The visual identification of problem areas, which naturally leads to identifying actions to be taken, is an important part of sustaining 5S in a lean organization such as FAFCO. Hernandez has led a significant effort to create visual benchmarks throughout the company. For instance, shadowboards are employed extensively to track the use of tools and equipment. A 5S photo-auditing system has also been developed; Hernandez takes pictures of the current status and processes in various departments, and uses these as part of his regular reports to Ayers, showing what is going well and what still needs improvement. The company calls attention to successes in its internal newsletter, CI Times. This very visual document is highly anticipated by everyone on the production team when it comes out each quarter.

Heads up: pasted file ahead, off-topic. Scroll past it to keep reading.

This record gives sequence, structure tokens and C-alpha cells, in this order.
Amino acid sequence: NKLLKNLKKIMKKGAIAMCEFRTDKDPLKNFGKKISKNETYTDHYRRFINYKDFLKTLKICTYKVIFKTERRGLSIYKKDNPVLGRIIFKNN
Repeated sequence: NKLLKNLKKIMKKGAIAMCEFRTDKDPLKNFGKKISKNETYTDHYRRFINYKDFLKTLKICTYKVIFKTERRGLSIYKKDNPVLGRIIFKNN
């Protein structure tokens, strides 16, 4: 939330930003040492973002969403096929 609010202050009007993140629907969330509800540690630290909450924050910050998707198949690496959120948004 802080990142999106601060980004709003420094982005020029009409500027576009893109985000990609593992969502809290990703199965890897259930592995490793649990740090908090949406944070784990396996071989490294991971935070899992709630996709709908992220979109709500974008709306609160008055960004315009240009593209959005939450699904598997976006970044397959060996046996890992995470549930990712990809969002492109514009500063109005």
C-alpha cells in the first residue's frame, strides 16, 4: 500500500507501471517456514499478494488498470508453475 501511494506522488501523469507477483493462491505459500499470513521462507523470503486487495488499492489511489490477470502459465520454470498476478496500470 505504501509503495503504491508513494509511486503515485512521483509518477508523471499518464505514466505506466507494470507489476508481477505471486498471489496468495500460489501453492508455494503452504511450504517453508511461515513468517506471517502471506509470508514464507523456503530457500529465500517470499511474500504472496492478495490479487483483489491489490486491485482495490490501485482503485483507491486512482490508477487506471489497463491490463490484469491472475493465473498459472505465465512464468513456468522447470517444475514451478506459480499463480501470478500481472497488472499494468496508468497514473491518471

To blitz or not to blitz

Contrary to common belief, the kaizen “blitz” was not initially part of lean as it was originally set forth in the Toyota Production System. The Japanese term kaizen, which is often used somewhat interchangeably with lean, simply means, “change for the better.” Kaizen as practiced at Toyota was and is a methodical approach, combining incremental improvements in understanding with breakthrough leaps in quality. Quite often, the two exist side by side in a lean operation.

The kaizen blitz was essentially a U.S. invention, a way to kick off, with much fanfare, the series of major and cascading changes often necessitated by a lean transformation. The excitement and intensity of a day-long kaizen event helps to supercharge the effort, and those involved are often swept up in the energy of the event, which brings forth their best ideas for improvement. The highs of the blitz, however, can sometimes lead (indirectly, at least) to the difficulty with sustainment because those involved can feel that keeping the work going is less exciting than starting it. This must be guarded against if sustainment is going to succeed.